Legislative history quoted in Zuill indicates Congress' intent that "[e]quitable considerations are available to prolong the time for bringing suit in such cases where there exist the disabilities of insanity or infancy, absence of the defendant from the jurisdiction, fraudulent concealment, etc." S.Rep. 85-1014, p.1963 (1957), quoted in Zuill, 80 F.3d at 1369, n. 1. In Merchant, the jury appears to have concluded that the plaintiffs' minority tolled the running of the statute of limitations until they reached the age of majority, and on appeal "duress" was argued to toll the statute of limitations. Merchant, 92 F.3d at 56. The district court in Netzer distinguishes equitable estoppel from equitable tolling in the following manner. "Equitable estoppel may toll a statute of limitations where the plaintiff knew of the existence of his cause of action, but the defendant's misconduct caused him to delay in bringing suit." Netzer, 963 F. Supp. at 1316. Equitable estoppel requires "`egregious wrongdoing' by a defendant [which] prevents a plaintiff from bringing suit on a claim of which the plaintiff is aware." Id. By contrast, equitable tolling stops the running of a statute of limitations "against a plaintiff who was justifiably ignorant of his cause of action." Id.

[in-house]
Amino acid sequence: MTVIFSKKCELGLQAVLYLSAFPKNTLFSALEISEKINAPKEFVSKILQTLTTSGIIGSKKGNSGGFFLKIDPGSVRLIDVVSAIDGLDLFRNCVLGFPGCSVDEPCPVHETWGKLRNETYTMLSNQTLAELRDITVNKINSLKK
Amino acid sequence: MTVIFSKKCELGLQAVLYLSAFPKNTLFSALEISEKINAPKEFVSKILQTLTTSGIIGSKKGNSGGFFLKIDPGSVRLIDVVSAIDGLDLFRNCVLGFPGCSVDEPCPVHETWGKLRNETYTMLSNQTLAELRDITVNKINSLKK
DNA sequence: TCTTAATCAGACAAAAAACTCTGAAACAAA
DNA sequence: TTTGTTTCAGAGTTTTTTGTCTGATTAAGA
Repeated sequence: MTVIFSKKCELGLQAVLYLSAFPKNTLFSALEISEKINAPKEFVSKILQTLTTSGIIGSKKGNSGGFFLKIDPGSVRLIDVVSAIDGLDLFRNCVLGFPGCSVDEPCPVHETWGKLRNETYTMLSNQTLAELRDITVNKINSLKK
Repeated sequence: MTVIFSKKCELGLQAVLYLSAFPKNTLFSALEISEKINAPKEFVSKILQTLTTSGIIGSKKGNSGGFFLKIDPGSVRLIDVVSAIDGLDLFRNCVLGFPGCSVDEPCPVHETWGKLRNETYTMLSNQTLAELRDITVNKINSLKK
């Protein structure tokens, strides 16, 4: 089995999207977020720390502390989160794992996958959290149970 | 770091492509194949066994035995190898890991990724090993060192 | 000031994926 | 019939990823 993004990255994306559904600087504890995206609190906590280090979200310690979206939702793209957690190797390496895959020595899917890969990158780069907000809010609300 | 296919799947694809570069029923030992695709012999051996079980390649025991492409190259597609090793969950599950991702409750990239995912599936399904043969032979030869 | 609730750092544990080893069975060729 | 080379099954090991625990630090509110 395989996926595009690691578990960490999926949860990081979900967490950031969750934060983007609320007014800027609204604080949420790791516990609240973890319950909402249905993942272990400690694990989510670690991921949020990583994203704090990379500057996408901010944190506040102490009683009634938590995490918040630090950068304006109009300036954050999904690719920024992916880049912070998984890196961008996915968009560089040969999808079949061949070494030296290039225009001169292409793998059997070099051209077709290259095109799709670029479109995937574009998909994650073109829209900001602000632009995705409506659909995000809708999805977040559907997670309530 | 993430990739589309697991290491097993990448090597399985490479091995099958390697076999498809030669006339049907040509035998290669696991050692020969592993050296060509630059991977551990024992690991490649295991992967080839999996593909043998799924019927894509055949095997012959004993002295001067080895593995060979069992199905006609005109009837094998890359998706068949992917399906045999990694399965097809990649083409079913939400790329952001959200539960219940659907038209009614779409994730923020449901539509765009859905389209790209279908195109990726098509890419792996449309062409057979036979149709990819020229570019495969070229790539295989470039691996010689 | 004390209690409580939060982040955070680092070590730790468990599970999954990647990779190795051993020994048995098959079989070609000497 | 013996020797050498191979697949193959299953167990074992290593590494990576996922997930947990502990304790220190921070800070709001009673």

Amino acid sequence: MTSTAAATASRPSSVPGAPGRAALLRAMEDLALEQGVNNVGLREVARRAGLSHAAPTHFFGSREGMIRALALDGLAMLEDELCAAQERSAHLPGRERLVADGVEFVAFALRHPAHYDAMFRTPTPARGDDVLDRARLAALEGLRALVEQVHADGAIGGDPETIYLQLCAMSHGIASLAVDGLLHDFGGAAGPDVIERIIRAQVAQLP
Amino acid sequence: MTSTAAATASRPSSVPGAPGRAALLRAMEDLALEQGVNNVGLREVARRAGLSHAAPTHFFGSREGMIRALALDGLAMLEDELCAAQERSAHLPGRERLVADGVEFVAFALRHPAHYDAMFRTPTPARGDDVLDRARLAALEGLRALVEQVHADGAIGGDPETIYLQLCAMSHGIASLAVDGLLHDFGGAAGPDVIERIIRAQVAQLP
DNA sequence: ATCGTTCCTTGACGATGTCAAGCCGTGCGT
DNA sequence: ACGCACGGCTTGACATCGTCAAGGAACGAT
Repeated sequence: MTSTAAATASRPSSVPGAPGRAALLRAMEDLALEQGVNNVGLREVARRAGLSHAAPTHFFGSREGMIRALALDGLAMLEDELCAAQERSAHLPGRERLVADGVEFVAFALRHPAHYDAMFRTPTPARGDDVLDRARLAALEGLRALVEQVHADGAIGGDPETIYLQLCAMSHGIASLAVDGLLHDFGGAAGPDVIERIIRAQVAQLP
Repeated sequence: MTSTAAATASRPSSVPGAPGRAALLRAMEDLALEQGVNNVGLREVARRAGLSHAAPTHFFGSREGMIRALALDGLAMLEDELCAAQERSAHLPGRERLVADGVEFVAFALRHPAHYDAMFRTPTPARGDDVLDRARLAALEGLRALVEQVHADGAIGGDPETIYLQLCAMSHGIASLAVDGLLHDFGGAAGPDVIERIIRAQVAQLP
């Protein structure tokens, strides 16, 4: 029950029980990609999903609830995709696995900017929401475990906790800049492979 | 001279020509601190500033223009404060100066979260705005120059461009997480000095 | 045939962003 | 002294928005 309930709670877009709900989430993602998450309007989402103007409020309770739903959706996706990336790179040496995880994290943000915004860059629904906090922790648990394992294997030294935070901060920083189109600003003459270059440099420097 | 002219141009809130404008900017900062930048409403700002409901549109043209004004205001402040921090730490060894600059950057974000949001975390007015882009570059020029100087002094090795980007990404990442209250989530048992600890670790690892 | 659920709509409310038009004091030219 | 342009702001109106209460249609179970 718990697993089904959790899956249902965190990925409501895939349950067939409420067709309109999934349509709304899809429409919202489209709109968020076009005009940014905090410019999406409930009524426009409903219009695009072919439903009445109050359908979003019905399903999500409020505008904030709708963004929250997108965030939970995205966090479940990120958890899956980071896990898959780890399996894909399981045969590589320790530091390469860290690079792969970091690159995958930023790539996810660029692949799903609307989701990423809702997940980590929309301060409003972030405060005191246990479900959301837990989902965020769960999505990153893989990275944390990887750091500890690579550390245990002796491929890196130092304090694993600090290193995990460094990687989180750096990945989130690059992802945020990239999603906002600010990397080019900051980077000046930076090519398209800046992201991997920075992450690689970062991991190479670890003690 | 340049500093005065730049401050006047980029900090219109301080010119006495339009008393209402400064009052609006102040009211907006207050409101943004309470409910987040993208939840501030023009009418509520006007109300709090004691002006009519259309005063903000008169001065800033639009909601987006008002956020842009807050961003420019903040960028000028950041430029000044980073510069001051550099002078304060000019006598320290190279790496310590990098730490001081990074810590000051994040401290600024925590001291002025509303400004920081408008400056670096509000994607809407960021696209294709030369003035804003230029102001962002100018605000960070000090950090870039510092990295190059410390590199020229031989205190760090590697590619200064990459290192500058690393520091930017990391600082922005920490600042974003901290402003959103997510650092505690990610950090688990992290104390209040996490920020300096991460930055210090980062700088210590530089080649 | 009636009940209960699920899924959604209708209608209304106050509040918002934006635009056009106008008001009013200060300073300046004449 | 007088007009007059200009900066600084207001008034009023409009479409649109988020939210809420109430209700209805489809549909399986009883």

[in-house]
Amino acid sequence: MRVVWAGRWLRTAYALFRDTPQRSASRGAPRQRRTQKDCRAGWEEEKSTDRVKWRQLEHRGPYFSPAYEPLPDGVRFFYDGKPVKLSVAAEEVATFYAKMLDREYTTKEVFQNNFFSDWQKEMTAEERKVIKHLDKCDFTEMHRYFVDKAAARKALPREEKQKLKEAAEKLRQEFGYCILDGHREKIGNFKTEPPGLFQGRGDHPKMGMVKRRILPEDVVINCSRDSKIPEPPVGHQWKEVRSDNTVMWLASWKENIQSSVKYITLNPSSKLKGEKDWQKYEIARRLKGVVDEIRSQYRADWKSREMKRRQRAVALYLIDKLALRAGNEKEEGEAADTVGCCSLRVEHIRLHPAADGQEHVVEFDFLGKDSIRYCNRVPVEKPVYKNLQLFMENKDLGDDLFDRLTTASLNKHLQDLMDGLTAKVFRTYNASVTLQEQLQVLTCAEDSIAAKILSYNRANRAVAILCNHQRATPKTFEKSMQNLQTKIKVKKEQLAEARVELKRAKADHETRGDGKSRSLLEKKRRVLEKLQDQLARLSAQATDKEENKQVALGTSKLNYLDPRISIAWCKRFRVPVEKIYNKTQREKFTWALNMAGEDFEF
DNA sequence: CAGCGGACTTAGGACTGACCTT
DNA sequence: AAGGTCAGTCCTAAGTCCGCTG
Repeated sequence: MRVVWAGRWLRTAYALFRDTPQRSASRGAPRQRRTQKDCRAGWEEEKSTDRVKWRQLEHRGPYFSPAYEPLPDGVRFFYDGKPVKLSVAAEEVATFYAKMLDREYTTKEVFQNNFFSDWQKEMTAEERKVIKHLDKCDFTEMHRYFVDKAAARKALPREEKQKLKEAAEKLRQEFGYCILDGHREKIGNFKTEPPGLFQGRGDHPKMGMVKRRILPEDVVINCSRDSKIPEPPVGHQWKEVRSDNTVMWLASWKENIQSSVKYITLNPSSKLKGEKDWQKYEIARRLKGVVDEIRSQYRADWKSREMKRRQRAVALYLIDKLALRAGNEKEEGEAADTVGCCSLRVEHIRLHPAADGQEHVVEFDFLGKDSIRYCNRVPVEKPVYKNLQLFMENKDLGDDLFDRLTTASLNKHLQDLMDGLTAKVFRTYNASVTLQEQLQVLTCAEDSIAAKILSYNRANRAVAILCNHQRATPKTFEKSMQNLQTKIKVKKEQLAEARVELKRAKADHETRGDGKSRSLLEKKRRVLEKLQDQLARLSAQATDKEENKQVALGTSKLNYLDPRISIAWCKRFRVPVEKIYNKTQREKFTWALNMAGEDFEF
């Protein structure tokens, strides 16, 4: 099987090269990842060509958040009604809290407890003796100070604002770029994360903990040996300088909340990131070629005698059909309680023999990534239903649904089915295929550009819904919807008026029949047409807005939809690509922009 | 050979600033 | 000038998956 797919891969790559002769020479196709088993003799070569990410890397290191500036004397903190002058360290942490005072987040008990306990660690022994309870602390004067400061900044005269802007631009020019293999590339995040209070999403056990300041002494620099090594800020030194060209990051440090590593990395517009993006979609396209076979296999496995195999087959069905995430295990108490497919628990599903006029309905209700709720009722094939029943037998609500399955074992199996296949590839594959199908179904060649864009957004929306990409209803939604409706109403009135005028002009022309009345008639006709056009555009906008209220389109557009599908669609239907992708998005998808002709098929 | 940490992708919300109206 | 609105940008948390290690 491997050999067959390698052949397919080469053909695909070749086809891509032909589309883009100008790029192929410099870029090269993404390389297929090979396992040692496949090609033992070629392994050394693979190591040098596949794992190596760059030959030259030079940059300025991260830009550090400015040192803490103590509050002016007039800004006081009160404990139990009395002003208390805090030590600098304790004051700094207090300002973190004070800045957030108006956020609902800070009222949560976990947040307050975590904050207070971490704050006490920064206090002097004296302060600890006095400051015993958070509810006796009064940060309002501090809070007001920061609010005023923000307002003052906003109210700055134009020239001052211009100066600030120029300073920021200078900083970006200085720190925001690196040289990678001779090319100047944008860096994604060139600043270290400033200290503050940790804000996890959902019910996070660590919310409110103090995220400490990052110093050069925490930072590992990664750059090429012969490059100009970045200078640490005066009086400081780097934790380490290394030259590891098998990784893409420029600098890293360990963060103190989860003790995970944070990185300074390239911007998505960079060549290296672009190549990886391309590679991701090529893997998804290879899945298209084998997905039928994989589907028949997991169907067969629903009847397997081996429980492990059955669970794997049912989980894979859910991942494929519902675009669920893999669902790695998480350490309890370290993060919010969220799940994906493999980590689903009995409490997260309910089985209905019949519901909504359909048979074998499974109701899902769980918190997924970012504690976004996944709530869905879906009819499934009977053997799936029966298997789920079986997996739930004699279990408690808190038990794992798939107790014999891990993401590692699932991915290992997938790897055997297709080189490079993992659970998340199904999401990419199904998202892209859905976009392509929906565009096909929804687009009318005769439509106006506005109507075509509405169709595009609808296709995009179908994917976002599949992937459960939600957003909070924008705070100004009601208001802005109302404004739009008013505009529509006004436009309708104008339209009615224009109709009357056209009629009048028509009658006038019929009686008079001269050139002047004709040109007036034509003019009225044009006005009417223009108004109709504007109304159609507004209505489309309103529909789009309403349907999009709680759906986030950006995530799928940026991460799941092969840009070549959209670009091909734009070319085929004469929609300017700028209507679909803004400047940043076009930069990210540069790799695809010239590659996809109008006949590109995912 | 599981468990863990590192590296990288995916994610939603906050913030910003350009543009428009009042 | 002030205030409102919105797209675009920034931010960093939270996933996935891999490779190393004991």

Either species of tolling requires the plaintiff "to demonstrate this his ignorance is not attributable to a lack of diligence on his part," and "[a] plaintiff who unreasonably relies on the reassurances of a wrongdoer has not satisfied this obligation of due diligence." Id. Furthermore, "equity will impute to a litigant knowledge of facts that would have been revealed by reasonably required further investigation." Wood v. Santa Barbara Chamber of Commerce, Inc., 705 F.2d 1515, 1521 (9th Cir. 1983). "Fraudulent concealment does not lessen a plaintiff's duty of diligence; it merely measures what a reasonably diligent plaintiff would or could have known regarding the claim." Stone v. Williams, 970 F.2d 1043, 1048-49 (2nd Cir.1992). Furthermore, once sufficient facts are known to trigger a duty to inquire, "plaintiff is charged with whatever knowledge an inquiry would have revealed." Id. at 1049. *990 Plaintiff's awareness of the pertinent facts ordinarily starts the statute of limitations, even if he lacks awareness of their legal ramifications: "the legal rights that stem from certain facts or circumstances need not be known, only the facts or circumstances themselves." Id.